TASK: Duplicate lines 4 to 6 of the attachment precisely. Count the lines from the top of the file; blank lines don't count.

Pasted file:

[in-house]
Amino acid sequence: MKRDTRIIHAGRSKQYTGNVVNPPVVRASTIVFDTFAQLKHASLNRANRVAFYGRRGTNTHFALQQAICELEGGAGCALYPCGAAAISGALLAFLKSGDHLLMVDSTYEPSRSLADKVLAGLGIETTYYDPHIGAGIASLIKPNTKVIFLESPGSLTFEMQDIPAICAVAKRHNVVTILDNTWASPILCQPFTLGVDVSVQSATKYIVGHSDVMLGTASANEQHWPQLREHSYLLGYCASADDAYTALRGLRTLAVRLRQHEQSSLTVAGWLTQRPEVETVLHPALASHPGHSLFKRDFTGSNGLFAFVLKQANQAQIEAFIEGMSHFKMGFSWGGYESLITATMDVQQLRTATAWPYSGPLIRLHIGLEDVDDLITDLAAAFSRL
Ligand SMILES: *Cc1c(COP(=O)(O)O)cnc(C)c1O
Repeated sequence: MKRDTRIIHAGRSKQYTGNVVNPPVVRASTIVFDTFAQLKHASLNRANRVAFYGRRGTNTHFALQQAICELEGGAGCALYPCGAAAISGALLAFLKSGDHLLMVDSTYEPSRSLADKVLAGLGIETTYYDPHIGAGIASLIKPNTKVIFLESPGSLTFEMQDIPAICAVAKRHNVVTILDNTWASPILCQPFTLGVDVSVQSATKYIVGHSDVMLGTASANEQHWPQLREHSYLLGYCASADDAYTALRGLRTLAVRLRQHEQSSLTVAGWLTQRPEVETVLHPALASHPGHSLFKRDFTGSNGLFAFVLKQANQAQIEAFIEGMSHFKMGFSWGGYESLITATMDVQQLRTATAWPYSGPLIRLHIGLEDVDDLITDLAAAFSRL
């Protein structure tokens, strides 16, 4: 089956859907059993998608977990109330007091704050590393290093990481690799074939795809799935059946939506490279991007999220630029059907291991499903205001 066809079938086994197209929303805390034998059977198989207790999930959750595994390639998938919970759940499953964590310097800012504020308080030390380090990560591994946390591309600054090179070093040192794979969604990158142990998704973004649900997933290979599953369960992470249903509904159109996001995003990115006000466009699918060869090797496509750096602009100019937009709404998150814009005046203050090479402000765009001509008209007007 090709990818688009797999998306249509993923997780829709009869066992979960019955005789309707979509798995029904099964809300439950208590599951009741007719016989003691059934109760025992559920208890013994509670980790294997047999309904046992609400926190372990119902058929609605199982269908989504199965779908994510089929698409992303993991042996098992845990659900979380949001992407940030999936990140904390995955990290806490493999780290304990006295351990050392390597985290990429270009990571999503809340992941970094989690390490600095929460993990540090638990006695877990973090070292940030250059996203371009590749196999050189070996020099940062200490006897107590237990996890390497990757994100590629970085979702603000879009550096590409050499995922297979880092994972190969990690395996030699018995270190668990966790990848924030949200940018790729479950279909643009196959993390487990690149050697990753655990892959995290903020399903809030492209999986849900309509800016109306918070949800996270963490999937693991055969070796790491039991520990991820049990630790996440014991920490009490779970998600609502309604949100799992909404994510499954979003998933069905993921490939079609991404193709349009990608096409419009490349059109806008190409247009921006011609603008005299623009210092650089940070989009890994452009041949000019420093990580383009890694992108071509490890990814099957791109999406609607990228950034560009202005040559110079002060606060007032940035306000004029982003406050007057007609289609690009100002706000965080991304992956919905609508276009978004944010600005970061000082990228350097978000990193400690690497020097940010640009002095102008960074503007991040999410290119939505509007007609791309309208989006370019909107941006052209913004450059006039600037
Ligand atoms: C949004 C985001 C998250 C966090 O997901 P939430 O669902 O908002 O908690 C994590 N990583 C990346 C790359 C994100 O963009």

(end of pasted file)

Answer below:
Repeated sequence: MKRDTRIIHAGRSKQYTGNVVNPPVVRASTIVFDTFAQLKHASLNRANRVAFYGRRGTNTHFALQQAICELEGGAGCALYPCGAAAISGALLAFLKSGDHLLMVDSTYEPSRSLADKVLAGLGIETTYYDPHIGAGIASLIKPNTKVIFLESPGSLTFEMQDIPAICAVAKRHNVVTILDNTWASPILCQPFTLGVDVSVQSATKYIVGHSDVMLGTASANEQHWPQLREHSYLLGYCASADDAYTALRGLRTLAVRLRQHEQSSLTVAGWLTQRPEVETVLHPALASHPGHSLFKRDFTGSNGLFAFVLKQANQAQIEAFIEGMSHFKMGFSWGGYESLITATMDVQQLRTATAWPYSGPLIRLHIGLEDVDDLITDLAAAFSRL
């Protein structure tokens, strides 16, 4: 089956859907059993998608977990109330007091704050590393290093990481690799074939795809799935059946939506490279991007999220630029059907291991499903205001 066809079938086994197209929303805390034998059977198989207790999930959750595994390639998938919970759940499953964590310097800012504020308080030390380090990560591994946390591309600054090179070093040192794979969604990158142990998704973004649900997933290979599953369960992470249903509904159109996001995003990115006000466009699918060869090797496509750096602009100019937009709404998150814009005046203050090479402000765009001509008209007007 090709990818688009797999998306249509993923997780829709009869066992979960019955005789309707979509798995029904099964809300439950208590599951009741007719016989003691059934109760025992559920208890013994509670980790294997047999309904046992609400926190372990119902058929609605199982269908989504199965779908994510089929698409992303993991042996098992845990659900979380949001992407940030999936990140904390995955990290806490493999780290304990006295351990050392390597985290990429270009990571999503809340992941970094989690390490600095929460993990540090638990006695877990973090070292940030250059996203371009590749196999050189070996020099940062200490006897107590237990996890390497990757994100590629970085979702603000879009550096590409050499995922297979880092994972190969990690395996030699018995270190668990966790990848924030949200940018790729479950279909643009196959993390487990690149050697990753655990892959995290903020399903809030492209999986849900309509800016109306918070949800996270963490999937693991055969070796790491039991520990991820049990630790996440014991920490009490779970998600609502309604949100799992909404994510499954979003998933069905993921490939079609991404193709349009990608096409419009490349059109806008190409247009921006011609603008005299623009210092650089940070989009890994452009041949000019420093990580383009890694992108071509490890990814099957791109999406609607990228950034560009202005040559110079002060606060007032940035306000004029982003406050007057007609289609690009100002706000965080991304992956919905609508276009978004944010600005970061000082990228350097978000990193400690690497020097940010640009002095102008960074503007991040999410290119939505509007007609791309309208989006370019909107941006052209913004450059006039600037
Ligand atoms: C949004 C985001 C998250 C966090 O997901 P939430 O669902 O908002 O908690 C994590 N990583 C990346 C790359 C994100 O963009």